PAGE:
Chapters of Hong Kong's history have been preserved, bookended by high-rise

PUBLISHED : Sunday, 29 November, 1998, 12:00am
UPDATED : Sunday, 29 November, 1998, 12:00am

THERE is a tiny oasis of peace in the bustling, dusty streets of Chai Wan, tucked away among the high-rise apartments and flatted factories.

Blink and you could almost miss Law Uk, but cross the threshold if you will and inside its thick walls enter a time warp.

For this village house that survives in these frenetic surroundings stood here long before the British raised their flag in Hong Kong, and built their army barracks nearby.

Hakka people settled here about 200 years ago, and flourished as the British abandoned the nearby Lyemun barracks because of malaria, typhoid and other sicknesses among the troops in the mid-19th century.

They even continued planting their crops and fishing after the Japanese captured the heavily fortified Lyemun when they took Hong Kong in December 1941. The rapid development which started in the 1950s after a massive influx of refugees, and the shortage of land, finally destroyed their way of life.

The village was crushed by demolition hammers, but the Government agreed in 1972 that one house would be saved and a folk museum would be opened next door.

Even so, Law Uk had to wait until 1989 before its survival was put beyond doubt, when it was declared a monument.

The house, at Kut Shing Street, only a few minutes' walk from Chai Wan MTR station, is a typical Hakka-style residence, and its contents reflect the simple lifestyle of the villagers.

No mattress was used on the wooden bed, which has a ceramic pillow. A raincoat is made of straw. The most valuable possession was a wooden winnowing machine, turned by hand.

The five rooms are furnished just the way they were when Chai Wan was a rural backwater known as Sai Wan.

The small museum annexe houses cultural displays, such as the hand-painted wooden puppets which were on display when I visited, a once-popular entertainment for villagers before the arrival of television.

A chapter of Hong Kong's past is also to be reopened at the Lyemun Redoubt at the nearby Shau Kei Wan area, a reminder of far less peaceful times.

Though you would not know it because the restoration work at Law Uk was so painstaking, one wing of the old house was destroyed by a shell when the Japanese invaded Hong Kong.

The fighting was soon over, though, and the Lyemun Redoubt, which guarded the Lei Yue Mun channel, was captured.

Now the redoubt is being returned to its original condition, and the 62,000-square-metre site will become the Hong Kong Coastal Defence Museum, and should open to the public next spring. The war may have ended more than 50 years ago, but the legacy of destruction lives on. A number of unexploded bombs have been found by workmen involved in the project.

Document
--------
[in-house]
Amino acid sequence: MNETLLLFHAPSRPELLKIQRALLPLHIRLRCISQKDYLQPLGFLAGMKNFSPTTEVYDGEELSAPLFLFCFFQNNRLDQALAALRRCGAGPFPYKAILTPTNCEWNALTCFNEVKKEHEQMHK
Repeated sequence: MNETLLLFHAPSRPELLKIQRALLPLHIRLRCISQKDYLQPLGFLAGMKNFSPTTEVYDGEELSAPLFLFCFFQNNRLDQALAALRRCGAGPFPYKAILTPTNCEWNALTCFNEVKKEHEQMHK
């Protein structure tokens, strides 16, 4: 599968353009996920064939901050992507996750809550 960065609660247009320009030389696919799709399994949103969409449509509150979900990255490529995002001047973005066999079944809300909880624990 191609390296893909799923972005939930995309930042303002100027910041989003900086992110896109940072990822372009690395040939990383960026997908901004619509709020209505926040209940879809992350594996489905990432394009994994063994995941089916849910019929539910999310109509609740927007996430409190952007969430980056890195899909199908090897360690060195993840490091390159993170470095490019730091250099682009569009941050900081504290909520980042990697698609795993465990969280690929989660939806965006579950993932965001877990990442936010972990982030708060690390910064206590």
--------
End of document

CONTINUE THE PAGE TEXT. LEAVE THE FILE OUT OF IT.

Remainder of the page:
The site was first made into a military stronghold in 1887 to protect the eastern entrance to Victoria Harbour. Here the Brennan torpedo, a secret weapon of the 1890s, was tested, and the tracks that transported the torpedoes to the Lei Yue Mun channel are being restored.

The site will look at Hong Kong's coastal defences over hundreds of years, with replicas of warships and an exhibition on pirates.

Lyemun may be out of bounds for the time being, but across the channel there are some interesting reminders of those dark days of World War II through the delightful village of Ma San Tsuen.

Take the MTR from Chai Wan to nearby Sai Wan Ho - it is only three stops - walk to the Sai Wan Ho ferry pier, and catch one of the ferry boats which ply the channel, over to Sam Ka Tsuen, a journey of just a few minutes.

There is a small typhoon shelter outside the Sam Ka Tsuen ferry terminal, which is full of sampans and fishing boats.

Walk around the side and you come to Lei Yue Mun, an interesting little village whose narrow streets are packed with seafood restaurants.

There are also lots of live seafood stalls. Make your choice and take the fish to one of the restaurants, which will cook it for you.

It is not cheap, though, probably because the area has become popular with tourists who visit in parties for dinner.

A seafood festival was held there recently as part of the SAR's tourism drive.

The fun for me was wandering through the narrow, traffic-free streets, and on to the stilt homes of Ma San Tsuen.

It is very much like the old fishing village of Tai O on Lantau Island, and I understand from locals that there are plans to redevelop the area, so better get there quickly.

It is a very peaceful setting, and a world away from the high-rises over the channel on Hong Kong Island. Here, people sit and chat on their doorsteps or under banyan trees.

Find your way through the maze of alleys - you will probably come to a few dead ends before you succeed - and you will come out on to the exposed Lei Yue Mun Point.

Here you can explore the ruins of military installations which were built to reinforce the defence of the Lei Yue Mun channel and the Kowloon peninsula.

They are very much overgrown, so you must take care, but they are an interesting reminder of the days when Hong Kong was at war.

Most people who do come here do so to fish, however, from a broken-down military pier, or visit the small temple overlooking the sea.

Around the temple, you can have your fortune told at some of the little houses. If you do not speak Cantonese, bring someone to translate.